Sometimes it is an unexpected comment from a mentor that resets the course of a business. Fashion designer Pierre Cardin commented on Lesego Malatsi's menswear designs and wondered if he had seen them somewhere before.
For many South African fashion designers, this might be taken as a compliment. If they had produced work that looked similar to European designs at a lower cost base, this might open up a potentially very interesting market. But for Malatsi, it was clear that he had to produce something new and original, not just replicate other people's designs.
Malatsi grew up in Soweto and initially thought he would train as an accountant. But he had always been inspired by design, so enrolled at his local technical college. This only lasted one year, but he persevered and eventually graduated from a second college with a degree in fashion design.
His first retail job was with Woolworth's as a store manager but he could see no route towards designing his own clothes, so he left after a year to purse his own dream. Not having the resources to start his own company, he approached a group of women who had secured a sewing project and did a deal with them to provide machine time to generate garments from his patterns.
He was soon able to buy his own machines, and was invited to show his men's and ladies wear designs at a high profile fashion event sponsored by Volkswagen. This was attended by Cardin and his feedback inspired Malatsi to generate his own original afro-centric designs.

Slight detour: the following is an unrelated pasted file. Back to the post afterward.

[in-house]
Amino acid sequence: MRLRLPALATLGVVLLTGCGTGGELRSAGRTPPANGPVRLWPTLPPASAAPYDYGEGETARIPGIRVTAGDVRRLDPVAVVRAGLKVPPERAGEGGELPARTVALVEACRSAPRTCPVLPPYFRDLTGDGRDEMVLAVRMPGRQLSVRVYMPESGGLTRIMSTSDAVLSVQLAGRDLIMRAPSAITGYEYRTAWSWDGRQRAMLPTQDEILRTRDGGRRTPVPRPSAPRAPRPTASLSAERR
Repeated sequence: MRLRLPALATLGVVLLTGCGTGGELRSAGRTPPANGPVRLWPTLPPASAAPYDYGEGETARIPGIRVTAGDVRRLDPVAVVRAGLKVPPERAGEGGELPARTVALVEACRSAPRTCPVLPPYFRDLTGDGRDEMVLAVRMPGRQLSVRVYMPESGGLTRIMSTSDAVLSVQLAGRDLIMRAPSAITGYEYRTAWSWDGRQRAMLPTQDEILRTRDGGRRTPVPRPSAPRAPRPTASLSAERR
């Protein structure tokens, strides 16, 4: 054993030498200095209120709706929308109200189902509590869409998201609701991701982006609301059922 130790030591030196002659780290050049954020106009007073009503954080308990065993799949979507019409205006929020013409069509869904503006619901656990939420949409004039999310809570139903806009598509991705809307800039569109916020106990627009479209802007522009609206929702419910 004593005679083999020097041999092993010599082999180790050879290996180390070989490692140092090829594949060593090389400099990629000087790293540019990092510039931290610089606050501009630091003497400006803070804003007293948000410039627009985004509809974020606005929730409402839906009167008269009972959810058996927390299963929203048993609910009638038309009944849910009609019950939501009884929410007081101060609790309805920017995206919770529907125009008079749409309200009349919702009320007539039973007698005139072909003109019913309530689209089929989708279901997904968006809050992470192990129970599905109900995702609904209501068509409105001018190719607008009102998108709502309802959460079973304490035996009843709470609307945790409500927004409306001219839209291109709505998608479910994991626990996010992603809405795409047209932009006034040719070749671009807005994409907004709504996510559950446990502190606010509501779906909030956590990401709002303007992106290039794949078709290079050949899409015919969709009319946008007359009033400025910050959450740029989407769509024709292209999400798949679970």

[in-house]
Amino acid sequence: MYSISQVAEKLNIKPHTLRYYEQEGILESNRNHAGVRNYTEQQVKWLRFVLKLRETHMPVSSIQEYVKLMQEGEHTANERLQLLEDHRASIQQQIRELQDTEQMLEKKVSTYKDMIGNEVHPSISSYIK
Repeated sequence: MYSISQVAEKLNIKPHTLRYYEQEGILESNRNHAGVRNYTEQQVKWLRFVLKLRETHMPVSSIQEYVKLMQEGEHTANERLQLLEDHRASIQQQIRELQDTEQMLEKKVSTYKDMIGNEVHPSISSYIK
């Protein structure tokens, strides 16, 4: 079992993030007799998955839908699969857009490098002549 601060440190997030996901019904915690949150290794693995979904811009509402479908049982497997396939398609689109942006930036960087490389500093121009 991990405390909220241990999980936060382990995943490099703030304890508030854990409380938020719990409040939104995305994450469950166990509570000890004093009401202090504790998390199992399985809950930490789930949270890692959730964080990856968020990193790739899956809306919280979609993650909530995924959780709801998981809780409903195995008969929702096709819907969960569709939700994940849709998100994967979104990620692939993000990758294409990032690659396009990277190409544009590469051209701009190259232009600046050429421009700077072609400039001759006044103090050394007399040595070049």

His vision was to take elements from the eleven different local cultures, modernise them and inspire a new generation of genuine, indigenous fashion design for both men and women. There would be the additional benefit of improving cross-cultural understanding both within South Africa and also abroad.
His early years had their inevitable ups and downs. He hired people before his revenues were secured, and had to leave his first set of premises, having underestimated the overheads required to run the business. Eventually, he set up an operation in his own flat, and after two years' hard graft was invited to show at the South African Fashion Week.
He learned the hard lesson that excellent reviews do not necessarily lead to firm orders and was soon struggling again until a big customer, who he now refers to as an 'angel', finally arrived with a substantial order.
But he was frustrated that his designs were being marketed under other people's brands, and in 2004 set up Mzansi Designs, as a vehicle for his own and other local fashion designers' work.
He was beginning to attract some large orders, including some blazers for the government and the national sports teams. This put pressure on his business operations so he approached the Branson Centre of Entreneurship in Johannesburg, which is supported by Virgin Unite, the non-profit foundation of the Virgin Group.
His mentors included a South African entrepreneur, Howard Harrison, who set up the Knomo brand of laptop bags and accessories in London and an Indian finance expert who often visits Johannesburg on business. They provide their mentoring face-to-face or via Skype.
Malatsi has just presented his designs at London Fashion Week, has seventeen people working for him and has opened his own retail store. He explains that there is much local talent who share his vision to break the stereotypes and perceptions people have about Africa.
Starting a business is always the hardest part. Now he has achieved international recognition, perhaps one day Lesego Malatsi's name will be as famous as Pierre Cardin's.
Mzansi Designs can be found at www.mzansidesigners.co.za
Originally published in The Financial Times. Copyright ©Mike Southon 2011. All Rights Reserved. Not to be reproduced without permission in writing. Mike Southon is the co-author of The Beermat Entrepreneur and a business speaker.
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